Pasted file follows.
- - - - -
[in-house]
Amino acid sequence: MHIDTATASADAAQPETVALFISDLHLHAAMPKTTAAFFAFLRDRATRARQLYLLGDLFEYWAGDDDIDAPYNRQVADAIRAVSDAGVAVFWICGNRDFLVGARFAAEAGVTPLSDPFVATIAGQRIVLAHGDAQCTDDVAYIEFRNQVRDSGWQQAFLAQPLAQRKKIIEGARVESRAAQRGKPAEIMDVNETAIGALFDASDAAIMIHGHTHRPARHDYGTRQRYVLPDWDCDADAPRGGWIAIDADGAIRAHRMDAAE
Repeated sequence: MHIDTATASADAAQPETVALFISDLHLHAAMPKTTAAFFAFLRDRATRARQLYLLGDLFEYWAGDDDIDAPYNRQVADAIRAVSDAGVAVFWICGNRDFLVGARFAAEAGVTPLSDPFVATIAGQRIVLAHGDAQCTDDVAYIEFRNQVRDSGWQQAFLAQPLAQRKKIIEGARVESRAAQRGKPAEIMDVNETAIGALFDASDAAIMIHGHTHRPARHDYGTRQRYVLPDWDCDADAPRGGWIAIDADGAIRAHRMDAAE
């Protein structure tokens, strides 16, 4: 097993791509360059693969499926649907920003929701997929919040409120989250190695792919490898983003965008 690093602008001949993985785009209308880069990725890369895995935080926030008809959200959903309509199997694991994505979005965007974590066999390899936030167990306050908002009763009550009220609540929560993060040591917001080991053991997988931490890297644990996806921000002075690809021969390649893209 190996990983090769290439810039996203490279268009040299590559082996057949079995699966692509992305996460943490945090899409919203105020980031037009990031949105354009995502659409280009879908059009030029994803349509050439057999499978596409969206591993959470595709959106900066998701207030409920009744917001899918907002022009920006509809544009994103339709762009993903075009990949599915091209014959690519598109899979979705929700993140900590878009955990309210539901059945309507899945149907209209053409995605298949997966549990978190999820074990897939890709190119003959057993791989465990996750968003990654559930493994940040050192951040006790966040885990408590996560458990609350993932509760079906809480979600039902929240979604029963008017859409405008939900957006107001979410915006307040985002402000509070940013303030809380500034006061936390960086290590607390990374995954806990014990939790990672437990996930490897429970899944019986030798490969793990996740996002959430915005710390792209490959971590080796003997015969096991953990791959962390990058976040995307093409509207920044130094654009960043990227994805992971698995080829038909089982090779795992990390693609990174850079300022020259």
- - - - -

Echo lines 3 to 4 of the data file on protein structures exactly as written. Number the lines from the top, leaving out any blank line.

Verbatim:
Repeated sequence: MHIDTATASADAAQPETVALFISDLHLHAAMPKTTAAFFAFLRDRATRARQLYLLGDLFEYWAGDDDIDAPYNRQVADAIRAVSDAGVAVFWICGNRDFLVGARFAAEAGVTPLSDPFVATIAGQRIVLAHGDAQCTDDVAYIEFRNQVRDSGWQQAFLAQPLAQRKKIIEGARVESRAAQRGKPAEIMDVNETAIGALFDASDAAIMIHGHTHRPARHDYGTRQRYVLPDWDCDADAPRGGWIAIDADGAIRAHRMDAAE
């Protein structure tokens, strides 16, 4: 097993791509360059693969499926649907920003929701997929919040409120989250190695792919490898983003965008 690093602008001949993985785009209308880069990725890369895995935080926030008809959200959903309509199997694991994505979005965007974590066999390899936030167990306050908002009763009550009220609540929560993060040591917001080991053991997988931490890297644990996806921000002075690809021969390649893209 190996990983090769290439810039996203490279268009040299590559082996057949079995699966692509992305996460943490945090899409919203105020980031037009990031949105354009995502659409280009879908059009030029994803349509050439057999499978596409969206591993959470595709959106900066998701207030409920009744917001899918907002022009920006509809544009994103339709762009993903075009990949599915091209014959690519598109899979979705929700993140900590878009955990309210539901059945309507899945149907209209053409995605298949997966549990978190999820074990897939890709190119003959057993791989465990996750968003990654559930493994940040050192951040006790966040885990408590996560458990609350993932509760079906809480979600039902929240979604029963008017859409405008939900957006107001979410915006307040985002402000509070940013303030809380500034006061936390960086290590607390990374995954806990014990939790990672437990996930490897429970899944019986030798490969793990996740996002959430915005710390792209490959971590080796003997015969096991953990791959962390990058976040995307093409509207920044130094654009960043990227994805992971698995080829038909089982090779795992990390693609990174850079300022020259």